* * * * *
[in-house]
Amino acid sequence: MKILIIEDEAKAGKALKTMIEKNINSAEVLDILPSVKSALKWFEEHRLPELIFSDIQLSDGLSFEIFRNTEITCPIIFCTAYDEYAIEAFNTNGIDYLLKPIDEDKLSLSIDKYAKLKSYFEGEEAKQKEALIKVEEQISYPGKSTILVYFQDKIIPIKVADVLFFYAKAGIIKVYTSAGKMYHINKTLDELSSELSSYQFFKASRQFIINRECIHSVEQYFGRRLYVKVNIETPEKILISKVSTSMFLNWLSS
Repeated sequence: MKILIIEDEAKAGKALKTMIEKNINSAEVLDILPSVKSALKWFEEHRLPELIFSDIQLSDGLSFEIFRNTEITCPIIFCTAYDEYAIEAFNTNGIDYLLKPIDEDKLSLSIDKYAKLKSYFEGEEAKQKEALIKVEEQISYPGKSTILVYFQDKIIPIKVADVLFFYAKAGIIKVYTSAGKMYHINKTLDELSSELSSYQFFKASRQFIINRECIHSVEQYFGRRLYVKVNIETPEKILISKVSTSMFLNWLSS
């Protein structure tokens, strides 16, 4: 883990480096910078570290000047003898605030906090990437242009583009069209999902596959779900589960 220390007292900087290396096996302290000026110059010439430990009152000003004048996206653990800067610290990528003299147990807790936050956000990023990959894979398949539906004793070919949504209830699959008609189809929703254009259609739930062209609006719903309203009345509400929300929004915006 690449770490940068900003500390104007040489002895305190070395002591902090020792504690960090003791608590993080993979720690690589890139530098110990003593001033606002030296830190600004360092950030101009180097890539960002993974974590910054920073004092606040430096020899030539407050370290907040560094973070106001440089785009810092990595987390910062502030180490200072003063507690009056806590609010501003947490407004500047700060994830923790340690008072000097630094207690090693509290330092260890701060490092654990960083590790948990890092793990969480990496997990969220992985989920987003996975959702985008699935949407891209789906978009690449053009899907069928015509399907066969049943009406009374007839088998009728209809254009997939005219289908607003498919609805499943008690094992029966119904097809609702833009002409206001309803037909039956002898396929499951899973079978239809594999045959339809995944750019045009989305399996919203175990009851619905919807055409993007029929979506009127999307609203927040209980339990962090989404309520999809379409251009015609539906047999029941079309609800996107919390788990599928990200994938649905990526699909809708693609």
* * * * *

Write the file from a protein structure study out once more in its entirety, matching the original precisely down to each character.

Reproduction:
[in-house]
Amino acid sequence: MKILIIEDEAKAGKALKTMIEKNINSAEVLDILPSVKSALKWFEEHRLPELIFSDIQLSDGLSFEIFRNTEITCPIIFCTAYDEYAIEAFNTNGIDYLLKPIDEDKLSLSIDKYAKLKSYFEGEEAKQKEALIKVEEQISYPGKSTILVYFQDKIIPIKVADVLFFYAKAGIIKVYTSAGKMYHINKTLDELSSELSSYQFFKASRQFIINRECIHSVEQYFGRRLYVKVNIETPEKILISKVSTSMFLNWLSS
Repeated sequence: MKILIIEDEAKAGKALKTMIEKNINSAEVLDILPSVKSALKWFEEHRLPELIFSDIQLSDGLSFEIFRNTEITCPIIFCTAYDEYAIEAFNTNGIDYLLKPIDEDKLSLSIDKYAKLKSYFEGEEAKQKEALIKVEEQISYPGKSTILVYFQDKIIPIKVADVLFFYAKAGIIKVYTSAGKMYHINKTLDELSSELSSYQFFKASRQFIINRECIHSVEQYFGRRLYVKVNIETPEKILISKVSTSMFLNWLSS
């Protein structure tokens, strides 16, 4: 883990480096910078570290000047003898605030906090990437242009583009069209999902596959779900589960 220390007292900087290396096996302290000026110059010439430990009152000003004048996206653990800067610290990528003299147990807790936050956000990023990959894979398949539906004793070919949504209830699959008609189809929703254009259609739930062209609006719903309203009345509400929300929004915006 690449770490940068900003500390104007040489002895305190070395002591902090020792504690960090003791608590993080993979720690690589890139530098110990003593001033606002030296830190600004360092950030101009180097890539960002993974974590910054920073004092606040430096020899030539407050370290907040560094973070106001440089785009810092990595987390910062502030180490200072003063507690009056806590609010501003947490407004500047700060994830923790340690008072000097630094207690090693509290330092260890701060490092654990960083590790948990890092793990969480990496997990969220992985989920987003996975959702985008699935949407891209789906978009690449053009899907069928015509399907066969049943009406009374007839088998009728209809254009997939005219289908607003498919609805499943008690094992029966119904097809609702833009002409206001309803037909039956002898396929499951899973079978239809594999045959339809995944750019045009989305399996919203175990009851619905919807055409993007029929979506009127999307609203927040209980339990962090989404309520999809379409251009015609539906047999029941079309609800996107919390788990599928990200994938649905990526699909809708693609």